Do we really need Oxford University professors to ‘prove’ such things? No. The non-technical people who make bombs tend to be rather self-eliminating. Even the technical ones who yearn for a quick path to an afterlife o’ virgins tend to eliminate themselves—very unfortunately, along with others. Remember, though, that it’s going to take good, pure-of-heart engineers to defeat the evil bastards.

With no offense to those in construction, but c’mon. Would drywallers make good terrorists? “We’re going to drywall ALL of you into this stadium, infidels!”

The paper cites statistics related to very, very small numbers of people For instance, one sample group of 196 Islamic radicals included 78 people pursuing higher education within the broad category of engineering (which, the authors define, includes computer science and architecture). In the report, see Fig. 2 on page 11.

Table 2 on page 13 of the paper is interesting. Here, the authors show the numbers and percentages of engineers involved in a variety of terrorist attacks including, for example, 9/11 and the WTC bombings. The percentages of engineers (with “finished or unfinished” efforts in higher education) involved in those incidents are 57.1 and 41.7 respectively. Bali comes in at 66.7.

In soon-to-follow verbiage within the paper, the following is stated…stated

This means that the share of radical Islamic engineers is no less than nine times greater than the share we could expect if the proneness of engineers to radicalize was the same as that of the male adult population.

The authors suppose an interesting direction: engineers radicalize. On the other hand, I don’t see the authors trying to prove the reverse: that it’s handy and serves many of their purposes for radicals to become engineers.

The following is just incredible (Page 19 if you’re following along). Here, I thought I’ve made some leaps of thought in my time…

Before attempting to explain what’s ‘wrong’ with engineers, we must consider the further question of whether they are overrepresented also among a different group of violent Islamic extremists from the ones we considered in the first sample, namely those born in or residents of Western countries who became active in recent times, mostly after 9/11.

What’s wrong with engineers? How could seemingly intelligent, highly educated (characteristics that aren’t necessarily associated) authors (of real books, apparently) begin ANY related thought process in such a way as to assume that there’s something wrong with engineers, and seemingly ignore the radical-TO-engineer direction so very consistently? Anyone care to comment on what’s wrong with sociologists?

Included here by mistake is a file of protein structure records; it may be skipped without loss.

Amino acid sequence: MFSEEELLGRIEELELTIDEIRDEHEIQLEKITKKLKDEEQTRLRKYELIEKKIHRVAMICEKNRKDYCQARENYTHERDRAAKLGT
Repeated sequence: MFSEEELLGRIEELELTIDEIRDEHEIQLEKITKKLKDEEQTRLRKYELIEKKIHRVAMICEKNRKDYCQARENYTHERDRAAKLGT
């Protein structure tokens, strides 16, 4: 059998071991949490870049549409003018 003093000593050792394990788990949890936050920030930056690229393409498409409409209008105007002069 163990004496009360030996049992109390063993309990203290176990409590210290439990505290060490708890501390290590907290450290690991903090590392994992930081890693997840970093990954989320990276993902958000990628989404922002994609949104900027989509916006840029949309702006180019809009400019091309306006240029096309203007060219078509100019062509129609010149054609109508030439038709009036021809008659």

This is akin to looking at a sample group of people who build houses, and wonder why there’s such a high proportion of trades people who are good with their hands.

The paper continues with many impressive charts, graphs, and data demonstrating the authors finger-pointing at the number of highly educated individuals involved in “acts/plots.” Frustrating as hell to read. Question: Is it wrong that many in other countries around the world seem to apply their capacity to absorb technical and valuable knowledge? Compared to what? Laboring through a liberal arts degree program while living with their parents well into their thirties?

It’s not until page 37 that something, to me, seems reasonable…

A stark example of the uselessness of conventional profiling is that the German authorities after 9/11 collected and analyzed data on over 8 million individuals, whittling them down first to 32,000 and then to 1,689 on the basis of a set of demographic characteristics (male, 18-40 years old, current or former student, Islamic, legal resident in Germany, and originating from one of a list of 26 Muslim countries) and of their “relevant knowledge to carrying out a terrorist attack” (such as a pilot licence) and “familiarity with places that could constitute possible terrorist targets” (such as working in “airports, nuclear power plants, chemical plants, the rail service, laboratories and other research institutes, and also students of German language at the Goethe Institutes”). The 1,689 were investigated one by one but none of them was found to be nurturing terrorist plots. Others who were arrested by contrast did not fit the profile

Finally, a good and certainly ample sample group, with a logical conclusion based on what’s apparently serious research—research not carried out and data, thankfully, not analyzed, by the paper’s authors.